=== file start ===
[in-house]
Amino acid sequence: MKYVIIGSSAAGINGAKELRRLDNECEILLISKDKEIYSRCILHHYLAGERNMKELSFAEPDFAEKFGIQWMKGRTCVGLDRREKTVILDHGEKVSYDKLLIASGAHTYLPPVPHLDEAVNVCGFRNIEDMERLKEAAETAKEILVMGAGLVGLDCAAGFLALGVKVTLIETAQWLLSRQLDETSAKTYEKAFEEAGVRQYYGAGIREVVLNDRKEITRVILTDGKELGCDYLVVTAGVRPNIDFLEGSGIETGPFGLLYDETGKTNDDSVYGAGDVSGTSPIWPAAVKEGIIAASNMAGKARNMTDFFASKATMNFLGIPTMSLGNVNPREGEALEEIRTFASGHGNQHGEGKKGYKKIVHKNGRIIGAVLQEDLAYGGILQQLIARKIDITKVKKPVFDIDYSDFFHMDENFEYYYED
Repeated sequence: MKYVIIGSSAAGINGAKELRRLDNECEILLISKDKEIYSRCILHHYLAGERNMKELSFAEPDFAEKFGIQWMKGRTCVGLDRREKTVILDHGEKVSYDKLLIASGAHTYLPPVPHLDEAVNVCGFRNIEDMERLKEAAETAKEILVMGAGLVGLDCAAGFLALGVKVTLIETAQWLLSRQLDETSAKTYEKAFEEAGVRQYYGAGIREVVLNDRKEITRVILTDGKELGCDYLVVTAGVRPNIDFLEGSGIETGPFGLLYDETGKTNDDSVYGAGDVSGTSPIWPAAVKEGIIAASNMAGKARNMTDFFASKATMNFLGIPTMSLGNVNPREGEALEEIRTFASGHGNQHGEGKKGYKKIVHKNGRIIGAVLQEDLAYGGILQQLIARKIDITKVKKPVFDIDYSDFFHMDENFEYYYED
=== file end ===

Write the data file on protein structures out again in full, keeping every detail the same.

[in-house]
Amino acid sequence: MKYVIIGSSAAGINGAKELRRLDNECEILLISKDKEIYSRCILHHYLAGERNMKELSFAEPDFAEKFGIQWMKGRTCVGLDRREKTVILDHGEKVSYDKLLIASGAHTYLPPVPHLDEAVNVCGFRNIEDMERLKEAAETAKEILVMGAGLVGLDCAAGFLALGVKVTLIETAQWLLSRQLDETSAKTYEKAFEEAGVRQYYGAGIREVVLNDRKEITRVILTDGKELGCDYLVVTAGVRPNIDFLEGSGIETGPFGLLYDETGKTNDDSVYGAGDVSGTSPIWPAAVKEGIIAASNMAGKARNMTDFFASKATMNFLGIPTMSLGNVNPREGEALEEIRTFASGHGNQHGEGKKGYKKIVHKNGRIIGAVLQEDLAYGGILQQLIARKIDITKVKKPVFDIDYSDFFHMDENFEYYYED
Repeated sequence: MKYVIIGSSAAGINGAKELRRLDNECEILLISKDKEIYSRCILHHYLAGERNMKELSFAEPDFAEKFGIQWMKGRTCVGLDRREKTVILDHGEKVSYDKLLIASGAHTYLPPVPHLDEAVNVCGFRNIEDMERLKEAAETAKEILVMGAGLVGLDCAAGFLALGVKVTLIETAQWLLSRQLDETSAKTYEKAFEEAGVRQYYGAGIREVVLNDRKEITRVILTDGKELGCDYLVVTAGVRPNIDFLEGSGIETGPFGLLYDETGKTNDDSVYGAGDVSGTSPIWPAAVKEGIIAASNMAGKARNMTDFFASKATMNFLGIPTMSLGNVNPREGEALEEIRTFASGHGNQHGEGKKGYKKIVHKNGRIIGAVLQEDLAYGGILQQLIARKIDITKVKKPVFDIDYSDFFHMDENFEYYYED